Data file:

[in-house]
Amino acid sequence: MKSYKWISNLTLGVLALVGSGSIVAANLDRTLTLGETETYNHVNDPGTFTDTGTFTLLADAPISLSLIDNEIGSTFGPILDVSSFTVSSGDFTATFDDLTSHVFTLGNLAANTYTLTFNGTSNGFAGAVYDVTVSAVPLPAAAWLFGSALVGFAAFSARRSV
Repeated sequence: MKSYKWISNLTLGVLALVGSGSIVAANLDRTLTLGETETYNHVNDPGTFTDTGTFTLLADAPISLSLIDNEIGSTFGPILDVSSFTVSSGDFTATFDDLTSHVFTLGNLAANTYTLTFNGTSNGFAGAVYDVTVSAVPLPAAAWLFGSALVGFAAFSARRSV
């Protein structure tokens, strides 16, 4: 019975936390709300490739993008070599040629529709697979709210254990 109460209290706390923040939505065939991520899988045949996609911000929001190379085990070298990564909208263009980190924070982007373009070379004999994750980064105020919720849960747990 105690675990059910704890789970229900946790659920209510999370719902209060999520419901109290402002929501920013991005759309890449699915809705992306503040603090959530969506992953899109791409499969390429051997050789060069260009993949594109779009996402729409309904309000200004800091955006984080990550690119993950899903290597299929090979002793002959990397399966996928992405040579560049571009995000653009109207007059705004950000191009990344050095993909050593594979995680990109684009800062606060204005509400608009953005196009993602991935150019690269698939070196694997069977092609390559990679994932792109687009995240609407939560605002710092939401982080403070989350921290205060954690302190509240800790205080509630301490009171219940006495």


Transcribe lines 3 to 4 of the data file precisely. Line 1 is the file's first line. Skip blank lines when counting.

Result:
Repeated sequence: MKSYKWISNLTLGVLALVGSGSIVAANLDRTLTLGETETYNHVNDPGTFTDTGTFTLLADAPISLSLIDNEIGSTFGPILDVSSFTVSSGDFTATFDDLTSHVFTLGNLAANTYTLTFNGTSNGFAGAVYDVTVSAVPLPAAAWLFGSALVGFAAFSARRSV
């Protein structure tokens, strides 16, 4: 019975936390709300490739993008070599040629529709697979709210254990 109460209290706390923040939505065939991520899988045949996609911000929001190379085990070298990564909208263009980190924070982007373009070379004999994750980064105020919720849960747990 105690675990059910704890789970229900946790659920209510999370719902209060999520419901109290402002929501920013991005759309890449699915809705992306503040603090959530969506992953899109791409499969390429051997050789060069260009993949594109779009996402729409309904309000200004800091955006984080990550690119993950899903290597299929090979002793002959990397399966996928992405040579560049571009995000653009109207007059705004950000191009990344050095993909050593594979995680990109684009800062606060204005509400608009953005196009993602991935150019690269698939070196694997069977092609390559990679994932792109687009995240609407939560605002710092939401982080403070989350921290205060954690302190509240800790205080509630301490009171219940006495």